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  • As a math instructional coach in West Virginia, Joanna Burt-Kinderman ’98 is working to expand public access to high-quality math education across the state.

  • Consultant David Spitulnik '76 discusses what he's learned about being a leader from a lifetime of leading all sorts of groups and projects, distilling these thoughts into five simple ideas.

  • The non-classical cellist and composer has been playing shows and releasing music under the name Takénobu since his Haverford graduation. 

  • The writer based in Lagos, Nigeria, reports on topics as varied as women's health, trauma, and fashion aesthetics and freelances for publications such as The New Yorker, The Atlantic, and The New York Times. 

  • Jayme Guokas '97 started out with a hobby of teaching himself how to remodel homes on the weekend. He ended up with a fully operational business that designs and constructs interior spaces.

  • The psychologist, researcher, professor, and author discusses her most recent book Left to Our Own Devices: Outsmarting Smart Technology to Reclaim Our Relationships, Health, and Focus.

  • Thanks to its flexible Create Spaces, and resources and support, the new Visual Culture, Arts, and Media building has made possible a surge in faculty-inspired, curriculum-related, and student-initiated creative projects on campus.

  • William Harris '47 has led a medical career dedicated to innovating new and improved forms of hip replacement surgery, making the proceedure far safer and more affordable as a result.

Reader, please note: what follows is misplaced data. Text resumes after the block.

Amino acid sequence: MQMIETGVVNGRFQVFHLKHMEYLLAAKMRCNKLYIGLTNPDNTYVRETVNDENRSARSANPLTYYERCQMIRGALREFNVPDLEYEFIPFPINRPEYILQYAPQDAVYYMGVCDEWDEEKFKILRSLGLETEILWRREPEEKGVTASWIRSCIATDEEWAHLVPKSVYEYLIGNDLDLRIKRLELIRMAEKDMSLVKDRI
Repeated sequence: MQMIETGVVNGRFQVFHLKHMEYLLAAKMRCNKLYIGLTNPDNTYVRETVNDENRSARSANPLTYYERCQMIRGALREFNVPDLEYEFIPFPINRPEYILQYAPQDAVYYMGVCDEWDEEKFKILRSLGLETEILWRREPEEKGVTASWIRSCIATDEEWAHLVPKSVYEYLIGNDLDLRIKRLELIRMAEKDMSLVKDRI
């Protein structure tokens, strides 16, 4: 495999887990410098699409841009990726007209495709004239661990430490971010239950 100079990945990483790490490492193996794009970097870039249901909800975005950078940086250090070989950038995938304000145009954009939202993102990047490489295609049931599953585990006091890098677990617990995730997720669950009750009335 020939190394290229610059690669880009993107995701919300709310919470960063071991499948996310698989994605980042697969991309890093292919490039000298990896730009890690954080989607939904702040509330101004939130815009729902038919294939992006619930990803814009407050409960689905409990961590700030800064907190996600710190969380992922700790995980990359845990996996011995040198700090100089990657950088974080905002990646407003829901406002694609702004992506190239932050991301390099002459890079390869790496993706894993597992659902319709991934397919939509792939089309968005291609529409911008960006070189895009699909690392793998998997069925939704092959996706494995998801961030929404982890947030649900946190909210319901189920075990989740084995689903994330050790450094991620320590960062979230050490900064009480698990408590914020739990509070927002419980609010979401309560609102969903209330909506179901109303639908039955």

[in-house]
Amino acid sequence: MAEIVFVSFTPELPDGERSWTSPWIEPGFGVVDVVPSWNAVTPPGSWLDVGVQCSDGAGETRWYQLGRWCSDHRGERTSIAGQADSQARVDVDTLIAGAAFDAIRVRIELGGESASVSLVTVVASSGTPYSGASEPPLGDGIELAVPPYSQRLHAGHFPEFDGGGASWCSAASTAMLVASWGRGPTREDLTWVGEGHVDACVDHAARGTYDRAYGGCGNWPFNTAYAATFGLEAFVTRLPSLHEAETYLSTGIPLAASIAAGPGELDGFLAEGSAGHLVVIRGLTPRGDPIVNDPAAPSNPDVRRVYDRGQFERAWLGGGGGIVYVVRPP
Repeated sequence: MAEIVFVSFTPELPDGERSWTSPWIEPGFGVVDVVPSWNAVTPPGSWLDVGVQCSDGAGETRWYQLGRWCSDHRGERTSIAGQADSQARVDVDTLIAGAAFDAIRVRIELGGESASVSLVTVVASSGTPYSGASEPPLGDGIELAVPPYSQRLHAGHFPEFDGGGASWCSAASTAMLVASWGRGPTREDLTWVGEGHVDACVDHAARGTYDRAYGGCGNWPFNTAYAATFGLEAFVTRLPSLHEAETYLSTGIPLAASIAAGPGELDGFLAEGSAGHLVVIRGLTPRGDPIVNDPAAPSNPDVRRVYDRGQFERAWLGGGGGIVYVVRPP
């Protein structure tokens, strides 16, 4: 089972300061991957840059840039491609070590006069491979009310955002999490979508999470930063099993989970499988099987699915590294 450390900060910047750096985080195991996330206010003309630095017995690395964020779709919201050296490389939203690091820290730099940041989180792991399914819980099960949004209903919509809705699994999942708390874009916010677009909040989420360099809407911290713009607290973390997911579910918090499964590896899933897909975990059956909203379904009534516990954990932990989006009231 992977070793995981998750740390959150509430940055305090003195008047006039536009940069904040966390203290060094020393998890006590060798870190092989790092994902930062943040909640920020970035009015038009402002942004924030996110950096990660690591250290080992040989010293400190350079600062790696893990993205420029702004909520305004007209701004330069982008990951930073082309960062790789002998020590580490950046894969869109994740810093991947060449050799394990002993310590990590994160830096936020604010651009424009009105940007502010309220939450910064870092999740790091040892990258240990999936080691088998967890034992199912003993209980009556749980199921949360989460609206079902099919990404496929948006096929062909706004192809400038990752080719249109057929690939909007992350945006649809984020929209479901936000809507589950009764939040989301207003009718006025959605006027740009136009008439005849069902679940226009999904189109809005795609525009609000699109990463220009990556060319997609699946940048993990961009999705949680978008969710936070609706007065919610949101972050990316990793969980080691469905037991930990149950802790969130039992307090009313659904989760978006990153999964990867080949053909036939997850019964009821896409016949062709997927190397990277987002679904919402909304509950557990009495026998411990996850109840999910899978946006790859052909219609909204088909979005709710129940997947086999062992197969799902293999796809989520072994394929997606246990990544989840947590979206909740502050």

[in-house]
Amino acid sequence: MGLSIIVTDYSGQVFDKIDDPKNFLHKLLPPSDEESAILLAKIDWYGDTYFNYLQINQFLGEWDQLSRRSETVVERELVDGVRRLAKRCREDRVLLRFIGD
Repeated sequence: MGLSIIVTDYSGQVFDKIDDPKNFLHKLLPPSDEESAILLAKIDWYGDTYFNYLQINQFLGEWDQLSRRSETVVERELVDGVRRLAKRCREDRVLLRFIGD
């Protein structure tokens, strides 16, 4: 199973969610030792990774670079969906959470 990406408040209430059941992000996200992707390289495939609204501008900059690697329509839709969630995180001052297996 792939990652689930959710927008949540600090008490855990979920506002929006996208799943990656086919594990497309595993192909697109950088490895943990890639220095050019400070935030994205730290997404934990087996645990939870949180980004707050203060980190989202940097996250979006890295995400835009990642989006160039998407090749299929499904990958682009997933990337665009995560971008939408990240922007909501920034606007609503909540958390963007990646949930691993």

• Photo by Holden Blanco '17

    As one of the lawyers featured in both seasons of Making a Murderer, Steven Drizin ’83 plays an important supporting role in the Netflix hit. While the series’ popularity has brought Drizin celebrity, it’s also brought him something more important: a much larger platform to advocate for change in the legal system’s treatment of juveniles.

  • Tom Barbash '83 reflects on the life experiences and intergenerational relationships that informed his most recent novel, The Dakota Winters.

  • By analyzing compounds from animal bones, archaeologist Kevin P. Smith '81 and colleagues are revealing climate conditions in the distant past.


  • This past December, Joan Gabel '88 was named president of the University of Minnesota, making her the first woman to be appointed to that post in the university's 167-year-history.

  • Essayist and senior managing editor of Washingtonian magazine Bill O'Sullivan '83 on why you should attend Alumni Weekend 2019.

  • Jonah Salz ’78 was grappling with end-stage kidney disease, facing 12 hours of dialysis a week and a long wait for a donor kidney. Then classmate Rick Rybeck stepped forward and changed his life.

  • CEO Amanda Lannert outside Jellyvision's Chicago offices.

    In an industry that celebrates rapid change, gender barriers are slow to crumble.